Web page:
Two weeks before its regularly scheduled round of security updates for Windows, Microsoft released an out-of-cycle patch for its Internet Explorer browser in response to a month-old critical hole.
The vulnerability — an HTML handling issue referred to as an “iframe” flaw that affects mostly older versions of the Windows operating system — is not a problem in Windows XP systems that have been updated with Microsoft’s major security upgrade of this year, Service Pack 2 (SP2), the company said.
However, since first disclosed in early November, there have been a number of exploits of the vulnerability by so-called Trojan programs that give attackers control of machines and by viruses, including variants of the MyDoom worm, iDefense director of malicious code intelligence Ken Dunham told TechNewsWorld.
Up to Users
“A week after [the vulnerability was disclosed], we saw there was widespread exploitation with several variants of MyDoom,” Dunham said. “This was widely exploited by worms, backdoor Trojans, and we saw careful, coordinated attacks. Obviously, this was an elevated concern that we were watching every day.”
Dunham said the availability of a patch from Microsoft, which has complained about the public disclosure of the vulnerability, was needed to defend against attacks. The security expert added, however, that security depends on users.
“You have to remember, there’s a huge number of people who will not patch and we do expect continued iframe exploits,” Dunham said.
Attacked Before Patched
Microsoft, which advised its customers to install the update immediately, said the vulnerability in Internet Explorer could allow remote execution of code by an attacker, who could install programs; view, change or delete data; and create new accounts with full privileges.
Dunham said disclosure of the vulnerability was quickly followed by exploit code and malware, including worms and Trojans. He also indicated that much of the malicious activity based on the vulnerability was occurring “under the radar,” leaving victims unaware that their computers are compromised.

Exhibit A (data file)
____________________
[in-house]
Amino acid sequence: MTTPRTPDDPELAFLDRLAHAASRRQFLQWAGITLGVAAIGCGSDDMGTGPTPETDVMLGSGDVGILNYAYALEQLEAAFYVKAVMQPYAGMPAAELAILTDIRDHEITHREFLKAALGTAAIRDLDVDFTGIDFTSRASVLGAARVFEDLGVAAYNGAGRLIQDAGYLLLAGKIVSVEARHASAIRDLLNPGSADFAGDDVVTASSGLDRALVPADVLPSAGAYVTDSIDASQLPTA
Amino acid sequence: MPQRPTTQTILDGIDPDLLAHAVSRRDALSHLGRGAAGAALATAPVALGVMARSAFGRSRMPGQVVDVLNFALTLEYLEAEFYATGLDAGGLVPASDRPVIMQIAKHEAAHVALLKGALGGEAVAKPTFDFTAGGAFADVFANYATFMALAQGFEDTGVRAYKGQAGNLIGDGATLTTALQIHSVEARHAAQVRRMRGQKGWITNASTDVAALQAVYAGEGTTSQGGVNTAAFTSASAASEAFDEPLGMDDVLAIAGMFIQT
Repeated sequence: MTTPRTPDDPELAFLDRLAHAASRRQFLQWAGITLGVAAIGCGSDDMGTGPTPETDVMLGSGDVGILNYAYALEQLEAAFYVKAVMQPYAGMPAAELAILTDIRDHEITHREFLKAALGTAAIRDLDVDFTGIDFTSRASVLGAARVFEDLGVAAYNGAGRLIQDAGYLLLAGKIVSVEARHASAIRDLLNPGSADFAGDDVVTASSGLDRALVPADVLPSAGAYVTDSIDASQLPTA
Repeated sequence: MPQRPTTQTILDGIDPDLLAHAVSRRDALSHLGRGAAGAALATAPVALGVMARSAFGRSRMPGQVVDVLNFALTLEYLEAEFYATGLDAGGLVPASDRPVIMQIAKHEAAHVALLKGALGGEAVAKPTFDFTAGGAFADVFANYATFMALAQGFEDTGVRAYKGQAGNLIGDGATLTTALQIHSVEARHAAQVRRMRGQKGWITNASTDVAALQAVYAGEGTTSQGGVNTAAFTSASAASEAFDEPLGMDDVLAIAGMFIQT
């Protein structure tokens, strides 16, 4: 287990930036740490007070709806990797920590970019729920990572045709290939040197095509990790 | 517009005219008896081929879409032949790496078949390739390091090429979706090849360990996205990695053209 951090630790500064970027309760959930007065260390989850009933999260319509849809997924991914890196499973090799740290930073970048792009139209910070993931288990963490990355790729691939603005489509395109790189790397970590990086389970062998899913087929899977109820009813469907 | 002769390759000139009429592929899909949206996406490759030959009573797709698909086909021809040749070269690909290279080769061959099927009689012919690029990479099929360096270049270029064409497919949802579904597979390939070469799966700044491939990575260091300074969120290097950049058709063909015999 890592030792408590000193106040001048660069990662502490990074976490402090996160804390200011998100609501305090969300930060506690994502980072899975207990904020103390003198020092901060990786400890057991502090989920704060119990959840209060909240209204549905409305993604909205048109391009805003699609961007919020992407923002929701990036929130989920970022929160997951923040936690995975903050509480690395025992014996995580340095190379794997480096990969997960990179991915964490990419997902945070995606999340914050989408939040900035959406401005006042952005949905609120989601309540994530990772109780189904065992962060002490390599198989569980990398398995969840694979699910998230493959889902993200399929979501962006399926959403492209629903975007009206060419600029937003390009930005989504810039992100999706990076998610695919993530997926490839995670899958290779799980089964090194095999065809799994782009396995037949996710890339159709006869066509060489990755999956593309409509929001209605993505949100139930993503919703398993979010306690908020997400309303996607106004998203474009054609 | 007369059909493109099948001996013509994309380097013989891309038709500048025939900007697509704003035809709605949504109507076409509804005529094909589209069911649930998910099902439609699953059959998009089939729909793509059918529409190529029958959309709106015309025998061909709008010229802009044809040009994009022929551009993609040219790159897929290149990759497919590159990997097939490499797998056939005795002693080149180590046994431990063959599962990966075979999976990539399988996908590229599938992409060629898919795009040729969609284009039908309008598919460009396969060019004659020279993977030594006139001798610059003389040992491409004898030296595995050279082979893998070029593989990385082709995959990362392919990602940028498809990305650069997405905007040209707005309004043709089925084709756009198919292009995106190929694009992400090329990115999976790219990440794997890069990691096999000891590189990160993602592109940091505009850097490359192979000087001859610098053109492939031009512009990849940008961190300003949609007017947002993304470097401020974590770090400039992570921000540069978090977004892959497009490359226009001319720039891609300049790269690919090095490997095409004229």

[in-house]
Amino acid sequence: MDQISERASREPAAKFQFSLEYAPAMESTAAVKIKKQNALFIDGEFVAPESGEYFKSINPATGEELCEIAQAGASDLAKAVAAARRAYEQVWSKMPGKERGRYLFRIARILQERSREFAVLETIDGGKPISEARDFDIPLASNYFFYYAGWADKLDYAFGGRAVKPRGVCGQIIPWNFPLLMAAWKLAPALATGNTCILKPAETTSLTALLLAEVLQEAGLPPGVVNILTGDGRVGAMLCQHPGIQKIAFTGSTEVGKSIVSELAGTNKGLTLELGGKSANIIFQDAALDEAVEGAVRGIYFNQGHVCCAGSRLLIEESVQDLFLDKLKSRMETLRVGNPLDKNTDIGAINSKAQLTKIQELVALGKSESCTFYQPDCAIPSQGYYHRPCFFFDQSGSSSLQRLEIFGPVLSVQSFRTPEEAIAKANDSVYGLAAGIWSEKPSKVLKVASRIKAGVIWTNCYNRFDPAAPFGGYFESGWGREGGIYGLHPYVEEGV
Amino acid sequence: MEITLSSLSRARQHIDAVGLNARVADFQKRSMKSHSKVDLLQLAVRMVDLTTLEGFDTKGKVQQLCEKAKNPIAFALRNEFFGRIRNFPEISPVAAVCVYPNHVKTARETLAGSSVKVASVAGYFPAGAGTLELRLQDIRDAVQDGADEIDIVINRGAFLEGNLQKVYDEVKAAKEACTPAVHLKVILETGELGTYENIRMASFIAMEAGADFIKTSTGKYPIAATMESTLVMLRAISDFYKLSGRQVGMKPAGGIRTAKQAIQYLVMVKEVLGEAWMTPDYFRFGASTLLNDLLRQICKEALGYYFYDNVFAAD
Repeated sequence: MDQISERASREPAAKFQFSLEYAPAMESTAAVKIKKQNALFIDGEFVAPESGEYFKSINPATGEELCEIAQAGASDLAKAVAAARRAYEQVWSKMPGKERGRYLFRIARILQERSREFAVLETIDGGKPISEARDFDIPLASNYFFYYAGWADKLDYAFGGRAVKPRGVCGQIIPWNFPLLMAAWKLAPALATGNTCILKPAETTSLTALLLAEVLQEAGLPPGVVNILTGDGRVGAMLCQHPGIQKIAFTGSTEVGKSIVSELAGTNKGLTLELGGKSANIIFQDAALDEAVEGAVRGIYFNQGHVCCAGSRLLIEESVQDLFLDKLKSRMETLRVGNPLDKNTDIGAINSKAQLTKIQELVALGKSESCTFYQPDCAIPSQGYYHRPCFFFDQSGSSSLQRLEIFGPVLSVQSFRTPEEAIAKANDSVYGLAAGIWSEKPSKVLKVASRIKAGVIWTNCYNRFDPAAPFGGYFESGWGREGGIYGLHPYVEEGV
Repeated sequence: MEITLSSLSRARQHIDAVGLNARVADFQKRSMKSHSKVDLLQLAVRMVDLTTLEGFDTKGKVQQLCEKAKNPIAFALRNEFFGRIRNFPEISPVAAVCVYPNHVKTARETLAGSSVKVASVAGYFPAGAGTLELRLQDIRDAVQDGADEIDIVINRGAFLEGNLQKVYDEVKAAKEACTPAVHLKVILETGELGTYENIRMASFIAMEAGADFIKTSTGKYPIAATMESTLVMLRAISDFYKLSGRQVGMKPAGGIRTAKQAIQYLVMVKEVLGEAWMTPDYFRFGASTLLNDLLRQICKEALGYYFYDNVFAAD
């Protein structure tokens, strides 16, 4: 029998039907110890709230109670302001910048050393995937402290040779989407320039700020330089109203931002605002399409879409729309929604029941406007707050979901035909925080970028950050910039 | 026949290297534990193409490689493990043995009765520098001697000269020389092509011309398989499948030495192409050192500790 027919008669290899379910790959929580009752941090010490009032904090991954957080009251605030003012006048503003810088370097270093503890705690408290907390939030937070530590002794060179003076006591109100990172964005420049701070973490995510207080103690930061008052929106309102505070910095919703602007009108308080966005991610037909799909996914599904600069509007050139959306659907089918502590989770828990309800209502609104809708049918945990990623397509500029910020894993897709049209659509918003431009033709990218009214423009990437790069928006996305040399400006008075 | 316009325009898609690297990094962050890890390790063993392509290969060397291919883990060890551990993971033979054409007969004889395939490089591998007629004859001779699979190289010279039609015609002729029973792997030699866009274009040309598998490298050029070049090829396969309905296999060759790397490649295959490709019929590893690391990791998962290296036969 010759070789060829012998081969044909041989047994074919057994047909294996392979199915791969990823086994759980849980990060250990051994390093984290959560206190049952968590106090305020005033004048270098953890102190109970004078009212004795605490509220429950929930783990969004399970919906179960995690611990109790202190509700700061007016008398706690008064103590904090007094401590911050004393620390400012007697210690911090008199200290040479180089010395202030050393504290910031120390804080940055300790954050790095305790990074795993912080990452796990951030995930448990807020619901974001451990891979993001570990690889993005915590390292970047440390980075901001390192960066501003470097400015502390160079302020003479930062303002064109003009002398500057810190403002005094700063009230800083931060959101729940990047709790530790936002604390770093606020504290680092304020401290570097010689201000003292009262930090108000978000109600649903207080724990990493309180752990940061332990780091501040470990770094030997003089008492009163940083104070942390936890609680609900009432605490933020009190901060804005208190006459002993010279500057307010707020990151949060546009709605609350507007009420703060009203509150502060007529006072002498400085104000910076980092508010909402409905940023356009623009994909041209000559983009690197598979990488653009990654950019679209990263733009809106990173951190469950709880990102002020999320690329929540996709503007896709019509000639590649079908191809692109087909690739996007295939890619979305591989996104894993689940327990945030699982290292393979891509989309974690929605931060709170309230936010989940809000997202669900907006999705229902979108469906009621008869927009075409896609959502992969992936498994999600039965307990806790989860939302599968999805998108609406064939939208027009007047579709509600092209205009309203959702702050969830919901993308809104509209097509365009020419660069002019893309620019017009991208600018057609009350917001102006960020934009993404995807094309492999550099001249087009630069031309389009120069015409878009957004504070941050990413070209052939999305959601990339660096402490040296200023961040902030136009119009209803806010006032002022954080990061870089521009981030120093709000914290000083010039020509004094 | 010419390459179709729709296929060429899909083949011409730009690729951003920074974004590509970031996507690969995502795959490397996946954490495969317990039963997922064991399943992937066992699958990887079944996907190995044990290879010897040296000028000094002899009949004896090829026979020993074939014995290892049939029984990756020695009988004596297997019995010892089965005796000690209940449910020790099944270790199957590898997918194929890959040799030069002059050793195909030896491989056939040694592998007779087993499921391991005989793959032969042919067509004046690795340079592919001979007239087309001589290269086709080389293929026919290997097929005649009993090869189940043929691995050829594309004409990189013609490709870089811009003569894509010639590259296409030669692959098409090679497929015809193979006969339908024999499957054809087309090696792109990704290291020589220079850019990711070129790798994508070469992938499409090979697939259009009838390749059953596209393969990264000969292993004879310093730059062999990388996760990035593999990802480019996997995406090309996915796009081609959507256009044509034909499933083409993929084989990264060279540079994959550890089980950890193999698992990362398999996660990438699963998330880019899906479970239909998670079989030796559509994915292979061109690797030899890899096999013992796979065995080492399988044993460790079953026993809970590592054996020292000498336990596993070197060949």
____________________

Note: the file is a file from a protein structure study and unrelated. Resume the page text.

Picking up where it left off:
“We know there’s been a lot of exploitation of this vulnerability in the last few weeks,” Dunham said.
Update Not Easy
Wide adoption of the latest Explorer patch might be hindered because it requires more effort than the typical Windows update. “This one’s going to take a little more effort,” Dunham said.
Nevertheless, Dunham praised the out-of-cycle patch from Microsoft, which normally provides security updates in a batch on the second Tuesday of each month.
Richard Stiennon, vice president of threat research at Webroot, said security gaps in browsers such as Explorer have become less of a concern with worms, but a bigger problem with spyware.
“It’s perfect for spyware,” Stiennon told TechNewsWorld of the iframe flaw. “It was a very critical vulnerability because it did allow the execution of arbitrary code.”
Although it might appear that only a “brow beating” from the security community prompted Microsoft to offer the patch, the software giant had improved its response compared to another serious Explorer hole that took nearly six months to patch. “Four days would be better, but four weeks is a start,” Stiennon said.
Security experts agreed that Microsoft’s Internet Explorer — the reason for nearly all of the out-of-cycle patches released since a monthly schedule began in October 2003 — is among the most vulnerable and targeted software today.
In addition, Explorer’s tight integration into the Windows operating system and related e-mail, messaging and other programs has created more Windows vulnerabilities.
“As always planned, [Explorer] is the window to the Internet,” Stiennon said. Not coincidentally, it is also “the number one problem with Microsoft products.”
Stiennon credited the security of other browsers such as Firefox to diversity and built-in features such as port blocking. Stiennon added that Microsoft is not, to his knowledge, working to add security features or to revamped Explorer.
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